Q&A: How a retired stockbroker became the ‘Spinning Rabbi’ J. – The Jewish News of Northern California

Posted By on July 30, 2021

Fred Fox thought he wanted to grow up to be a rabbi, comedian, therapist or entertainer. Instead, he became a stockbroker in his native New York City.

Now retired and living in Tiburon, Fox, 73, has pretty much achieved his childhood goals as the Spinning Rabbi. He earned the moniker years ago in the Bay Area gym where he led spinning classes intense workouts on stationary bikes, led by an instructor and was often told, You sound like a rabbi.

In 2011, Fox started the blog spinningrabbi.com motto: You cannot lower your mountain, but you can elevate yourself.

Though the pandemic brought his spinning classes to a halt, his blog is rolling along.

J.: How did you get into spinning?

Fred Fox: I was working out at the Bay Club and I met someone who wanted to open a gym and offer spinning classes. I said spinning? I hadnt heard of it; it had just become popular. We co-founded Gorilla Sports in San Francisco, I fell in love with spinning, and the next thing I knew I was teaching it.

What earned you the moniker Spinning Rabbi?

While people were warming up, I began giving them messages. They became a metaphor for life: I would tell stories that would inspire the class and that people could take with them as life lessons. Some were rabbinical stories with universal messages that would apply to anybody. It became very popular. There were people who would walk by my class just to listen.

Have you always been into physical fitness?

Yes. Im very active. I give myself a pretty hard workout six days a week. I played in the Maccabiah Games on the masters basketball team for the U.S. in 1989.

What is your religious background?

I attended an Orthodox shul until the sixth grade, then my family joined a Conservative congregation. We kept a kosher home. I went to Hebrew school every day.

Your parents were Holocaust survivors. Did they talk about it when you were young?

My mother spoke about it a lot, and cried a lot. My father didnt speak about it much, but he didnt hide it or deny it. My parents met after the war in a displaced persons camp in Italy.

My father was very active in the Jewish community in shul, Chabad, the UJA, JNF, philanthropic activities. When he was older, in his 70s, he started speaking at a Yom HaShoah event, broke down and started crying.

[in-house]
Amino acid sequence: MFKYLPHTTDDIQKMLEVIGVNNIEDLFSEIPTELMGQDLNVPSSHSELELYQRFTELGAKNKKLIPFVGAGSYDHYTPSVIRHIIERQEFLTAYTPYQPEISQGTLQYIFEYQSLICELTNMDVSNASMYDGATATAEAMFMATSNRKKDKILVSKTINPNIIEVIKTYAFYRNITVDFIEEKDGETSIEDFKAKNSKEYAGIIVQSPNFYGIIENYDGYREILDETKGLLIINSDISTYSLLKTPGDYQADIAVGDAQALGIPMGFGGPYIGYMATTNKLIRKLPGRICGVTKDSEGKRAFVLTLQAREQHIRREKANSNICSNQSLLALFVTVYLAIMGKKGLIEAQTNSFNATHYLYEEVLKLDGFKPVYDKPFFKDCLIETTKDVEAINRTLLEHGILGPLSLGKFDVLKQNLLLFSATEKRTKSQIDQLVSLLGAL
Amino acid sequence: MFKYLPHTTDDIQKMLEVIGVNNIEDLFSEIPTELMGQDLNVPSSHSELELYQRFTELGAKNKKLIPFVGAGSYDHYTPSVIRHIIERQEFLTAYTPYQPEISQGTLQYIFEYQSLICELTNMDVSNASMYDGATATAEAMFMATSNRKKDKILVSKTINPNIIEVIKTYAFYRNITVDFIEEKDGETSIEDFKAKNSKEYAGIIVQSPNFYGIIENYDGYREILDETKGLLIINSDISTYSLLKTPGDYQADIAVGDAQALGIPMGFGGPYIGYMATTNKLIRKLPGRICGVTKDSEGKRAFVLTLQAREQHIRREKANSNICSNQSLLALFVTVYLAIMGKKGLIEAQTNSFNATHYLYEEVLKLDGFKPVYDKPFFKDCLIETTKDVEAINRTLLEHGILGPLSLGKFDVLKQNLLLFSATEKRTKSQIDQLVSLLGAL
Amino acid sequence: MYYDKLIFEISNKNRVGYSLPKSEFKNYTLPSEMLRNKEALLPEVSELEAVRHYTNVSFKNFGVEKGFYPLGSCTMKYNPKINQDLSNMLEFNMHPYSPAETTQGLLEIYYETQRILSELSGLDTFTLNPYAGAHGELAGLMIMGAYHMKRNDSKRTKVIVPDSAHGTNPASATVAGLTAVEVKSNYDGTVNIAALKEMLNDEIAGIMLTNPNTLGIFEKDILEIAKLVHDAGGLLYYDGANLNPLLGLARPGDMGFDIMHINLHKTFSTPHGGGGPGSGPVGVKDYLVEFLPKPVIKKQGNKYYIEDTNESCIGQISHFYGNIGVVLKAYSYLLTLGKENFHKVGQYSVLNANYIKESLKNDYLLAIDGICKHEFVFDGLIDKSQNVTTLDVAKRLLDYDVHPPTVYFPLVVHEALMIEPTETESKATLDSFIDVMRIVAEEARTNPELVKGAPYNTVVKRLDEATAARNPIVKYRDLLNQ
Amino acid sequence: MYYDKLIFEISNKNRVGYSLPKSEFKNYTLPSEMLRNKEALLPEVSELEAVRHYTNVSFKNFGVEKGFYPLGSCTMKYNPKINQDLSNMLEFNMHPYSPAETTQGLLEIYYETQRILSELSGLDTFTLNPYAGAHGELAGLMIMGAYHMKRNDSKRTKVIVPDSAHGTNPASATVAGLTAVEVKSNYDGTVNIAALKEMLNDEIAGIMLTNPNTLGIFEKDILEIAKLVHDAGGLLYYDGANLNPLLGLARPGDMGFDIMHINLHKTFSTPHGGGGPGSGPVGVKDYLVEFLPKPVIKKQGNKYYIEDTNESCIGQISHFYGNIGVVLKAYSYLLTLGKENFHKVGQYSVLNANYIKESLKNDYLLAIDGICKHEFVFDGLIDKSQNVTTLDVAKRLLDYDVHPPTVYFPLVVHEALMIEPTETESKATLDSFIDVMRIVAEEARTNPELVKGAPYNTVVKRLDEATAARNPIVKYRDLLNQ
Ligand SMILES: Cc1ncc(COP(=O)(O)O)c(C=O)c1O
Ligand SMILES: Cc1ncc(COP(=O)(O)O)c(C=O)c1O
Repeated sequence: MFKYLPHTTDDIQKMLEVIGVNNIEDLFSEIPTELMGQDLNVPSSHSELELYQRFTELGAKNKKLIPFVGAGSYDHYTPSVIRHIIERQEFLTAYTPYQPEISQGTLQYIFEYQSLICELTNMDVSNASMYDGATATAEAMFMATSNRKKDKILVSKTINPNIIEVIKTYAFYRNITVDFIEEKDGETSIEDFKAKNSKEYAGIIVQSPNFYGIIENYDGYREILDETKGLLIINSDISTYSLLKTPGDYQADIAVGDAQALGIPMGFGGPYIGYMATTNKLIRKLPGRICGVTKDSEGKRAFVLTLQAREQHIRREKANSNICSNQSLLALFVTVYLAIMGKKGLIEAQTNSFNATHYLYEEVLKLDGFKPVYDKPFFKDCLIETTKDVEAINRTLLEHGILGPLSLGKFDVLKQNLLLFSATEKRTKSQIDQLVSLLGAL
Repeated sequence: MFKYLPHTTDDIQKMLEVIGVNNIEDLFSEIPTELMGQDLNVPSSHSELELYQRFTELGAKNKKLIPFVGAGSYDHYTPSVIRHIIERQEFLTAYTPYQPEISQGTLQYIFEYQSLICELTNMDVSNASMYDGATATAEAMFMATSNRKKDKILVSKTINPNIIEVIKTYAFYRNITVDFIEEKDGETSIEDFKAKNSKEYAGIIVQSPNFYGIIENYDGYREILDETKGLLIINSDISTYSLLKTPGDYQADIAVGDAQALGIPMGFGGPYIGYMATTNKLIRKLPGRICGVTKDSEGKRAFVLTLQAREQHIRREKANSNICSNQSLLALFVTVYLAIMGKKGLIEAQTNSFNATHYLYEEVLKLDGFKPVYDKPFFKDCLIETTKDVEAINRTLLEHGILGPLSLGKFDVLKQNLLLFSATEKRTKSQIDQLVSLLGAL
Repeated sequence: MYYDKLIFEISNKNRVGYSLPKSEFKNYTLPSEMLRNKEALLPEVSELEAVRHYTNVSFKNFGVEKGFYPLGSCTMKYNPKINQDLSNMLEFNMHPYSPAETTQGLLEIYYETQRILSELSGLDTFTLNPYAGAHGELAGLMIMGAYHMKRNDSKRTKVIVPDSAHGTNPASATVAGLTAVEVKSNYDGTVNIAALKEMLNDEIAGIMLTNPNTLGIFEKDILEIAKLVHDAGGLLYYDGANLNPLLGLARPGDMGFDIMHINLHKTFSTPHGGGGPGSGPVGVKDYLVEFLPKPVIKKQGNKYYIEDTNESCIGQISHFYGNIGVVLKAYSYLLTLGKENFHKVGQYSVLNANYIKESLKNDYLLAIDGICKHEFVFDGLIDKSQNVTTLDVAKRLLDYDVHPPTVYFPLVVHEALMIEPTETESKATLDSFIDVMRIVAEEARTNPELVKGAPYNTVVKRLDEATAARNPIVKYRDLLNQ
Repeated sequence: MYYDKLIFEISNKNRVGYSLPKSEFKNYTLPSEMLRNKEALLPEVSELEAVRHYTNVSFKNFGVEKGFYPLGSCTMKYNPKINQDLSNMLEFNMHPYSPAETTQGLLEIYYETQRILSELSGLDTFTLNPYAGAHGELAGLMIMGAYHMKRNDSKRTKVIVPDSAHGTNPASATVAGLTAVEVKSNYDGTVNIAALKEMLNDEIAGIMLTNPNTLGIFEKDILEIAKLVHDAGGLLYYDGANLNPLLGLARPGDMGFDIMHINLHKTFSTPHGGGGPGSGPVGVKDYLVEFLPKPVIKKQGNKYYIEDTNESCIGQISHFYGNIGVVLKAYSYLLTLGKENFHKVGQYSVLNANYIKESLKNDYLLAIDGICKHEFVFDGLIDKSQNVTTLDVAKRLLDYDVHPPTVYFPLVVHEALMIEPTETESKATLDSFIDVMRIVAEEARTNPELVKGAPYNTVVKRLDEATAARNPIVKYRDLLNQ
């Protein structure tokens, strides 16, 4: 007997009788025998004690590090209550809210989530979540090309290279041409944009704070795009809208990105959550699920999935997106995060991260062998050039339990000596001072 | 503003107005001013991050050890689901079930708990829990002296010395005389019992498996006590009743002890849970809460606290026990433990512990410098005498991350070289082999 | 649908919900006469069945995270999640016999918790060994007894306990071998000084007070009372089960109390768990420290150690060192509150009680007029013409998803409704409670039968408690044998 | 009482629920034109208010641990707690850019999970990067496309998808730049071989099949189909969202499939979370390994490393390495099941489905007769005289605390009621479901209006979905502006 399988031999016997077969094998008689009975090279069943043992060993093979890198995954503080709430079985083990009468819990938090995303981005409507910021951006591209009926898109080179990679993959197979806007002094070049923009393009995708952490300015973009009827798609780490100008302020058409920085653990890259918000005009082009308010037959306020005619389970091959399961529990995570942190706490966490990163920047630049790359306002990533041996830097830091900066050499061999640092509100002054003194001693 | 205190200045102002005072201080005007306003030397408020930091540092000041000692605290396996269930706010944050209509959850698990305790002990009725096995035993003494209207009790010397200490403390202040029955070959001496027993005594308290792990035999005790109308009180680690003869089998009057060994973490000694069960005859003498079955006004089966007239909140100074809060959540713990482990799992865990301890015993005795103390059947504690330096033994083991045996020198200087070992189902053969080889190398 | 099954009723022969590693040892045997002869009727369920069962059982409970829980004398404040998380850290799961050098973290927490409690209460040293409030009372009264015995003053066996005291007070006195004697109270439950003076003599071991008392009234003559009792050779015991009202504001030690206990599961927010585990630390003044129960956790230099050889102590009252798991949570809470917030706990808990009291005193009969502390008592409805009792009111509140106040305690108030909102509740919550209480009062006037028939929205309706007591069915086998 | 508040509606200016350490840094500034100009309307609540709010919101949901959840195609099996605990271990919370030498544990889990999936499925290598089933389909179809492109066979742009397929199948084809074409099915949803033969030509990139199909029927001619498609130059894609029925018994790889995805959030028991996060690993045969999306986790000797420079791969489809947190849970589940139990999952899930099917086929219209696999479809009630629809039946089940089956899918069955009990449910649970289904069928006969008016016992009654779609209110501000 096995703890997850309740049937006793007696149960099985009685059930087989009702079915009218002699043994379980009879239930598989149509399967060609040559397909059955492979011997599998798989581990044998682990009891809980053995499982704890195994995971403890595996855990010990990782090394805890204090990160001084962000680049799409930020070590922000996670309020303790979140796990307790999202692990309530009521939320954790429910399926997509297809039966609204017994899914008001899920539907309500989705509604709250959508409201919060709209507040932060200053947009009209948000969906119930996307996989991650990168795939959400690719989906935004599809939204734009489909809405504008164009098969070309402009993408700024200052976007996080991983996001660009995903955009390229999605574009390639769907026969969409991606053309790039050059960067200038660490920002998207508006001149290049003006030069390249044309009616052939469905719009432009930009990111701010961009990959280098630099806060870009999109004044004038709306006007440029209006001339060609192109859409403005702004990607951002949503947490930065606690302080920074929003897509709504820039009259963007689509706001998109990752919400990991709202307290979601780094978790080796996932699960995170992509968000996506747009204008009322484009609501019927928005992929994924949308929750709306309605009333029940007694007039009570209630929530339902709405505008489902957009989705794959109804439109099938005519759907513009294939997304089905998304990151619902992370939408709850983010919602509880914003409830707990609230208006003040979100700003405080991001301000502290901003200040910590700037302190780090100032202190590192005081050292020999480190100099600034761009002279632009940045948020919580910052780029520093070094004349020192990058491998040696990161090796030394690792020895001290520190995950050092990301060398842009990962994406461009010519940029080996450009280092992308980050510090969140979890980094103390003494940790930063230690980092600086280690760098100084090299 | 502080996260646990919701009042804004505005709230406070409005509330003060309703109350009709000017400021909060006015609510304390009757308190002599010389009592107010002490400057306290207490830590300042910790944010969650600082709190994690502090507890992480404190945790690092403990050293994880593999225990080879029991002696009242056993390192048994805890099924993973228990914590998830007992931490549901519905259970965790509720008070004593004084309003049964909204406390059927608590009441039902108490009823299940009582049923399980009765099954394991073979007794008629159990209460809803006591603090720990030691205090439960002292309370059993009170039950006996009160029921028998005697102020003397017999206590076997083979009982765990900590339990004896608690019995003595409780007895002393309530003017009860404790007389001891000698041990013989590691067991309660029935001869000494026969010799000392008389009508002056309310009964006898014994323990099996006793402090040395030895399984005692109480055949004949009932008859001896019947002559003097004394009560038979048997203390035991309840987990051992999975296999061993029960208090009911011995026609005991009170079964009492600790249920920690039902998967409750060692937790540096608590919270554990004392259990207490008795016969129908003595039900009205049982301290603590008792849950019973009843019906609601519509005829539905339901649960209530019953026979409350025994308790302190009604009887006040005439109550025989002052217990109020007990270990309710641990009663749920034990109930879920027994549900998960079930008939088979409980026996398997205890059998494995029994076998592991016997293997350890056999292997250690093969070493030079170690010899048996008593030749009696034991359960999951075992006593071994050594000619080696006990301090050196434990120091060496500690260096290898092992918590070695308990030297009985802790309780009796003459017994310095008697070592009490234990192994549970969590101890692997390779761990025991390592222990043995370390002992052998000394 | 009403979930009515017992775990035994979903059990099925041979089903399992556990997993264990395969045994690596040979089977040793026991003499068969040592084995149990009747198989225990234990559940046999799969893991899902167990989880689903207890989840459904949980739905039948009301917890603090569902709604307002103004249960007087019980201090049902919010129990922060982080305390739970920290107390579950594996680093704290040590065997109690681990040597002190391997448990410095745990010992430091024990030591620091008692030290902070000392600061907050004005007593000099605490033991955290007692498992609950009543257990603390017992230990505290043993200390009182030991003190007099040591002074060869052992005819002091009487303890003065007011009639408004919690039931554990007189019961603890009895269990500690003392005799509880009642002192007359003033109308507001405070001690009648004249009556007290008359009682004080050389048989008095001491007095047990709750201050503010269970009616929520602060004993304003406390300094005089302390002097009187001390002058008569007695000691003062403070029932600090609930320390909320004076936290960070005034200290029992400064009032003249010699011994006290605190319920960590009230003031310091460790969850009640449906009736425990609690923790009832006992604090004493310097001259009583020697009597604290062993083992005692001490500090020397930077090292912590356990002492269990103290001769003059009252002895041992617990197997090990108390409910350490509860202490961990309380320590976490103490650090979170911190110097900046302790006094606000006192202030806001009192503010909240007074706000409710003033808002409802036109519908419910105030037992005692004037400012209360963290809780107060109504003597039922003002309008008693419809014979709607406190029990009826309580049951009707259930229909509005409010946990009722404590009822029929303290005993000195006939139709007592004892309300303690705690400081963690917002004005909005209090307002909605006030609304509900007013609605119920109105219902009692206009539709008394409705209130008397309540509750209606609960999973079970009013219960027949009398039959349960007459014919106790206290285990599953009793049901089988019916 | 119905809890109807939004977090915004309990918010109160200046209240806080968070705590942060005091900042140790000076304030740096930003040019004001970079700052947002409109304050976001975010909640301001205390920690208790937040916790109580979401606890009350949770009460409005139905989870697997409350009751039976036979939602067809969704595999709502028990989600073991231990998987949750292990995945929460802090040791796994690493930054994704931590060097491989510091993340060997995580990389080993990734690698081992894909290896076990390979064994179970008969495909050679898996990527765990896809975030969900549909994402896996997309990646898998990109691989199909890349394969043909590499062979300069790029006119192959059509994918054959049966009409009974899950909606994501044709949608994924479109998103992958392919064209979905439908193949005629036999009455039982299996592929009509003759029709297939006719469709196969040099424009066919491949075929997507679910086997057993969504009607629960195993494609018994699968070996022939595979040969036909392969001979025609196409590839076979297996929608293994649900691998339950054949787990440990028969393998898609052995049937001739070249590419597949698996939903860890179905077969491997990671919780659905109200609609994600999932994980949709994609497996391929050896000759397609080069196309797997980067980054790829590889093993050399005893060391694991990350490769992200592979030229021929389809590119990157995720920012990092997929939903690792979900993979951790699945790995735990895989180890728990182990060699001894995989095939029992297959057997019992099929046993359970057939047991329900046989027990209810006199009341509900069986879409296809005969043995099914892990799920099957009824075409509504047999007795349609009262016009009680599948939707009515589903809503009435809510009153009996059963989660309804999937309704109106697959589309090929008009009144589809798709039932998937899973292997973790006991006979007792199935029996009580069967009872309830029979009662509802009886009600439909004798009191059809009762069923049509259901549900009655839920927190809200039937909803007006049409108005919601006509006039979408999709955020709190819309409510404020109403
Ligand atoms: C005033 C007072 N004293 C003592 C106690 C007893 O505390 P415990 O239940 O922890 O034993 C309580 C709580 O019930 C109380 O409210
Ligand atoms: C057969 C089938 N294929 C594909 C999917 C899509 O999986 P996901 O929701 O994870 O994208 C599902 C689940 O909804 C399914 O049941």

Most of the people we knew, particularly when I was young, were Holocaust survivors.

Did your parents experience inform your life?

Consciously, I didnt necessarily know the lessons that I learned. But as I look back, a lot of what I learned from them is infused in what I write. The resilience of Holocaust survivors My father was always my role model.

I was on the Yom HaShoah committee for Marin County and I have spoken as a child of survivors. The fact that my parents survived there had to be a reason why, and if I was born to them, there had to be a reason for that It had to do with doing good and keeping Yiddishkeit alive.

In your blog, you use the metaphor of climbing a mountain and encourage people to elevate themselves when faced with obstacles. What mountains have you climbed?

Being a child of survivors and seeing and hearing these stories its a lot to digest as a kid. Also, seeing those near and dear to me struggling and passing. And I was with [the investment firm] Bear Stearns when it collapsed as I was going through a divorce.

I was a serious cyclist until about five years ago when I was cut off by a car and broke my clavicle and two ribs. Then, about three years ago, another cyclist crashed into me and I fractured my hip, which required surgery. In both cases I stayed positive with my goal to heal. In both cases, I healed well and very quickly and was back to leading my spinning classes.

What do you get out of your blog?

Its like this: People would go to the rebbe and talk about their trials and tribulations. His advice: Once you have found what you are needed for, you will have all that you need. Maybe this is what Im supposed to be doing. Even if I have just one reader, the reward without being told is knowing that it helped.

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Q&A: How a retired stockbroker became the 'Spinning Rabbi' J. - The Jewish News of Northern California

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